CG4: A Ruptured Cometary Globule

Can a gas cloud grab a galaxy? It’s not even close. The “claw” of this odd looking “creature” in the featured photo is a gas cloud known as a cometary globule. This globule, however, has ruptured. Cometary globules are typically characterized by dusty heads and elongated tails. These features cause cometary globules to have visual similarities to comets, but in reality they are very much different. Globules are frequently the birthplaces of stars, and many show very young stars in their heads. The reason for the rupture in the head of this object is not yet known. The galaxy to the left of the globule is huge, very far in the distance, and only placed near CG4 by chance superposition. via NASA

Wikipedia article of the day for July 26, 2021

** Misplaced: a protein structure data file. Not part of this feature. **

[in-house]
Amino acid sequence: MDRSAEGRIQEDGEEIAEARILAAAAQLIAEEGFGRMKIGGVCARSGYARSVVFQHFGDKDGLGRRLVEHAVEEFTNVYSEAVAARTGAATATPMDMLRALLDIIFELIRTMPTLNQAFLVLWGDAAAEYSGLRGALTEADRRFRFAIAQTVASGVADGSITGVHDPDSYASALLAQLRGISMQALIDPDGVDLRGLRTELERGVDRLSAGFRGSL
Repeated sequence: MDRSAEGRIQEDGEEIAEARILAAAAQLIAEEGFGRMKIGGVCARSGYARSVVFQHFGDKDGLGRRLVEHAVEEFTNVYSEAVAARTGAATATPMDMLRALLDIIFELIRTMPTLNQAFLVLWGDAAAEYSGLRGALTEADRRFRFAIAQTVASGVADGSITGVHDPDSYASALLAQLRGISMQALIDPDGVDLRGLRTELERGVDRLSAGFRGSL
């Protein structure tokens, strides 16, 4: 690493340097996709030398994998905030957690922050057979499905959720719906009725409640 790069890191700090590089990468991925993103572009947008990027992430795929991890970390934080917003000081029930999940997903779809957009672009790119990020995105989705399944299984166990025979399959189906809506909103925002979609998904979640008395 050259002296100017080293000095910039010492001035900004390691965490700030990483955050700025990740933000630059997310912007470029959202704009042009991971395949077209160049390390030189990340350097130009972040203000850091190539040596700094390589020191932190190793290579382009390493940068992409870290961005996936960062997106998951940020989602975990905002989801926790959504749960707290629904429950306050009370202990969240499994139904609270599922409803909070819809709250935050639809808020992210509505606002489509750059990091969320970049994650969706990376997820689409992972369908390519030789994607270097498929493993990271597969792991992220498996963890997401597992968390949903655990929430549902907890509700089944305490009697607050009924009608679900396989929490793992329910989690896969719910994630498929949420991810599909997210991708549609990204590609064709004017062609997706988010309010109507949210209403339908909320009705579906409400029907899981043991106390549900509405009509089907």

Wikipedia article of the day is Siege of Calais (1346–1347). Check it out: Article-Link Summary: The Battle of Caen on 26 July 1346 was an assault on the French-held town by a force of archers and men-at-arms, part of an invading English army under King Edward III during the Hundred Years’ War. This force, nominally commanded by the Earls of Warwick and Northampton, was eager for plunder, and attacked against orders, before the rest of their army was in position. Caen was garrisoned by 1,000–1,500 soldiers and a large number of armed townsmen, commanded by Grand Constable of France Raoul, the Count of Eu. The town was captured in the first assault; over 5,000 of the ordinary soldiers and townspeople were killed and a small number of nobles were taken prisoner. After sacking the town for five days, the army marched to the River Seine, and by 12 August they were 20 miles (32 kilometres) from Paris. After turning north they heavily defeated the French at the Battle of Crécy two weeks later, and commenced the successful siege of Calais the following week. (This article is part of a featured topic: Crécy campaign.)